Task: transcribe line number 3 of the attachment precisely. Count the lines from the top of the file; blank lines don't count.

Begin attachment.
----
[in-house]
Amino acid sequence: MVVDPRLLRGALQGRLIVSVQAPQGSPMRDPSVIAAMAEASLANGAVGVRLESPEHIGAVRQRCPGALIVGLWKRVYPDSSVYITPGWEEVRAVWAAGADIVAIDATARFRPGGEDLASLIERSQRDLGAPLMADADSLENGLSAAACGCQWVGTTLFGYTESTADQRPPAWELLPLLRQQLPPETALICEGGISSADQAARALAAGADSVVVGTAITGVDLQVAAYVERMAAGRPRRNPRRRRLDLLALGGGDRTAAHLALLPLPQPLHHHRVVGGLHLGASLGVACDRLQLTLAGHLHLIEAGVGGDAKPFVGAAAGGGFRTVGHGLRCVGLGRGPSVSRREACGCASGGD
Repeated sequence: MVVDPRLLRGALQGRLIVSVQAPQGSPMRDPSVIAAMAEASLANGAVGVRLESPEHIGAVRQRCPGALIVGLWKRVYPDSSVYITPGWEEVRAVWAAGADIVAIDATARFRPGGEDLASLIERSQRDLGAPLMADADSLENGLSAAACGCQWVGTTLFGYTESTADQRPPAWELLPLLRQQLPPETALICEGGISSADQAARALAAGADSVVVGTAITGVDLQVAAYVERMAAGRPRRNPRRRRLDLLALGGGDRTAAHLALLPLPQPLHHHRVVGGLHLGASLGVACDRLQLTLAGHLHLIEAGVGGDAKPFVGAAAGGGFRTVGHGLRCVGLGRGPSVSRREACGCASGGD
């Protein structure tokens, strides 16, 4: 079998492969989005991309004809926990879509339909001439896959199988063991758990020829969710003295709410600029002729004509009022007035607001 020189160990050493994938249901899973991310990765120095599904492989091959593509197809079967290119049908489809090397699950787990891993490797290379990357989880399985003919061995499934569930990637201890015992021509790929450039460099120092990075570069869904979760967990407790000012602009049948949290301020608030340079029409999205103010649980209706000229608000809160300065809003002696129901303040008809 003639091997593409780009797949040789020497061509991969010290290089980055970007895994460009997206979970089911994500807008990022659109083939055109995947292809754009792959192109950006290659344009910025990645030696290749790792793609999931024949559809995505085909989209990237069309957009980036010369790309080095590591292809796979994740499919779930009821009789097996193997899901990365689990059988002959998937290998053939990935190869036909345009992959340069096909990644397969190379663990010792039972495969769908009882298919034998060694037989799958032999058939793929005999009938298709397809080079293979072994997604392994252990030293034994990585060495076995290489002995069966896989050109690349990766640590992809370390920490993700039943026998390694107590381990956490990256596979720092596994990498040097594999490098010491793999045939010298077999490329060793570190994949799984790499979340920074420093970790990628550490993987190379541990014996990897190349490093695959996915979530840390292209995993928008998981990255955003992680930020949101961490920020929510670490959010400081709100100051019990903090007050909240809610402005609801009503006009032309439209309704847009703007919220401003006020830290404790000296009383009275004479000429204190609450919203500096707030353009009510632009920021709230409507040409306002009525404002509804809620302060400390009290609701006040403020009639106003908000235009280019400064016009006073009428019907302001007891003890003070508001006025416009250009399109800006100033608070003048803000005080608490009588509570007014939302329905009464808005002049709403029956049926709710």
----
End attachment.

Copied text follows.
Repeated sequence: MVVDPRLLRGALQGRLIVSVQAPQGSPMRDPSVIAAMAEASLANGAVGVRLESPEHIGAVRQRCPGALIVGLWKRVYPDSSVYITPGWEEVRAVWAAGADIVAIDATARFRPGGEDLASLIERSQRDLGAPLMADADSLENGLSAAACGCQWVGTTLFGYTESTADQRPPAWELLPLLRQQLPPETALICEGGISSADQAARALAAGADSVVVGTAITGVDLQVAAYVERMAAGRPRRNPRRRRLDLLALGGGDRTAAHLALLPLPQPLHHHRVVGGLHLGASLGVACDRLQLTLAGHLHLIEAGVGGDAKPFVGAAAGGGFRTVGHGLRCVGLGRGPSVSRREACGCASGGD